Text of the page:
In this case, Bolton can present a long list of evidence — including the President’s own statements — that suggest these classification decisions were retaliatory, part of a deliberate effort to trap Bolton in a legal morass.

So Bolton isn’t unique for his treatment as a “whistleblower” (setting aside his cowardice in waiting to say all this). He’s typical. What’s not typical is how clearly the President’s own role and abusive intent is laid out. And because of the latter fact — because, as usual, Trump hasn’t hidden his abusive purpose — it may more directly test the limits of the President’s supposedly unreviewable authority to classify information. So, ironically, someone like Bolton may finally be in a position to test whether Navy v. Egan really extends to sanctioning the retroactive classification of information solely to expose someone to criminal liability.

35 replies
  1. OldTulsaDude says:

    Bolton violated Trump’s concept of Omerta – which is why he is so fixated on loyalists. Let us hope the courts rule that a president is not entitled to personal loyalty above constitutional rights of speech – even the speech of a rat.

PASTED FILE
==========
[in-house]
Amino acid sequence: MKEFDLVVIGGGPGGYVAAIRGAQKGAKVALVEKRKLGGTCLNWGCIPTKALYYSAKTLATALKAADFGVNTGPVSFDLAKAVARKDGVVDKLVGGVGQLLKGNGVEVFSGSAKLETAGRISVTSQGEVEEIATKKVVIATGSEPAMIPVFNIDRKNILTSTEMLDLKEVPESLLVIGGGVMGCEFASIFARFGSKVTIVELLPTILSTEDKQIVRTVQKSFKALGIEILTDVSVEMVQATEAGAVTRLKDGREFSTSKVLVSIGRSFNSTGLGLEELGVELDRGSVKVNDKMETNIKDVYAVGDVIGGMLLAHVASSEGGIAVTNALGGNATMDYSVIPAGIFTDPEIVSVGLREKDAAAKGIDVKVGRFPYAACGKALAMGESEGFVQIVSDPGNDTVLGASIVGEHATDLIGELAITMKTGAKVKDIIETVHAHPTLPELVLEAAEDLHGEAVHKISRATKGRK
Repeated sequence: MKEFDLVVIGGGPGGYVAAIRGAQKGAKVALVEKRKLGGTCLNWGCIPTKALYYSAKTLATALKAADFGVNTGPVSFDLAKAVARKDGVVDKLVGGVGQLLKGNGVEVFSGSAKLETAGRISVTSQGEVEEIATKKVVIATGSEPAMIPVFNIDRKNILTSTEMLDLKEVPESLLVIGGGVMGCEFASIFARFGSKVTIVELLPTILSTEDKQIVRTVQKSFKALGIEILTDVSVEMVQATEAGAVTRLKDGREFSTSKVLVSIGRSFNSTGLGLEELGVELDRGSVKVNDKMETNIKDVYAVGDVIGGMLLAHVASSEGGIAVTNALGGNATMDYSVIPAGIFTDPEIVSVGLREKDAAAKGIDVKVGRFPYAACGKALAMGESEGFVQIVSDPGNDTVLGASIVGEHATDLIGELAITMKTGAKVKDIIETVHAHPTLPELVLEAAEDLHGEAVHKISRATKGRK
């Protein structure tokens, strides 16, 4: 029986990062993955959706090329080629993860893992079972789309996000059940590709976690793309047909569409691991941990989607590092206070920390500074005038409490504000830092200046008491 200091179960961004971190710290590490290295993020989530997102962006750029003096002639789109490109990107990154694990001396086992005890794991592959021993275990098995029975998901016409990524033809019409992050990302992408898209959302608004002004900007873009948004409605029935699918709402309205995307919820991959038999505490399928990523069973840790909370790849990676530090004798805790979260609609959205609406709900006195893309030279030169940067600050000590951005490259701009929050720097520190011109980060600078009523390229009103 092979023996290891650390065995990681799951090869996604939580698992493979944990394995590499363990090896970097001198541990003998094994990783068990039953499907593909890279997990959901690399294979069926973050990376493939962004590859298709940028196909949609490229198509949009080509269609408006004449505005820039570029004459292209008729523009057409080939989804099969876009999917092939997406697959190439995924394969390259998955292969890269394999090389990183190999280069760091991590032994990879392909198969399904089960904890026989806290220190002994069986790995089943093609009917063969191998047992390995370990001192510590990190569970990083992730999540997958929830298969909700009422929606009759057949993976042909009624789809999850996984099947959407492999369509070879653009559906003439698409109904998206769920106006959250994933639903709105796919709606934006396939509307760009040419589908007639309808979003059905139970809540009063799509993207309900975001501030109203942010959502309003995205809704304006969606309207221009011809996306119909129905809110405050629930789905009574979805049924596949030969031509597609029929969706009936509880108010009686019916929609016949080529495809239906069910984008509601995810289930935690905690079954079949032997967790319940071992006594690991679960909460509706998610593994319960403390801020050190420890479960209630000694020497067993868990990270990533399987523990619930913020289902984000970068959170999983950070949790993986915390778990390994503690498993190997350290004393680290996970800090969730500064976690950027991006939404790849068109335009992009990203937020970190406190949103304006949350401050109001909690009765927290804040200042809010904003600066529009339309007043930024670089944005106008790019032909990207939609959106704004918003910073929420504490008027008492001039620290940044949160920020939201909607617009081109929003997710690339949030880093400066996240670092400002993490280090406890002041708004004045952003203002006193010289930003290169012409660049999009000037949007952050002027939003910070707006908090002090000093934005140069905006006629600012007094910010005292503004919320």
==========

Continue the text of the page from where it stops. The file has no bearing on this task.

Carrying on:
• Anne says:

      Omertà. Pronounced with the accent on the last syllable. Excellent definition! Omertà is not silence out of loyalty, it’s silence due to fear, in situations in which outsiders have trouble understanding the mechanisms of fear.
      I’ve learned so much on this site; glad to contribute a tidbit.

  2. Spencer Dawkins says:

    Trump has really GOT to stop saying the quiet parts out loud.

    I have been recently horrified at recent reports of The Donald’s insistence that every word he utters is classified, but had no idea that he’s also quoted saying this in February, and I thought I was pretty consistent at tracking his outrages.

    I guess that if I spot 90 percent of them, stuff like retroactive SCI classification in support of criminal investigation could still be part of the 10 percent I missed.

  3. bmaz says:

    Lol, for any of you who don’t know Royce Lamberth, he has been around forever and was Chief Judge of the FISA Court for an extended time. He knows the subject matter inside and out. And he is more than willing to say what he really thinks, so this may get quite interesting.

    • Manqueman says:

      Given his age and background, Lambert is essentially a RINO.
      No reason why he would play Donnie’s mobster game.

    • bmaz says:

      Heh, you been reading my tweets?

      Sure it is possible. Egan and Reynolds are different, both bad, but where one is involved the other may lurk.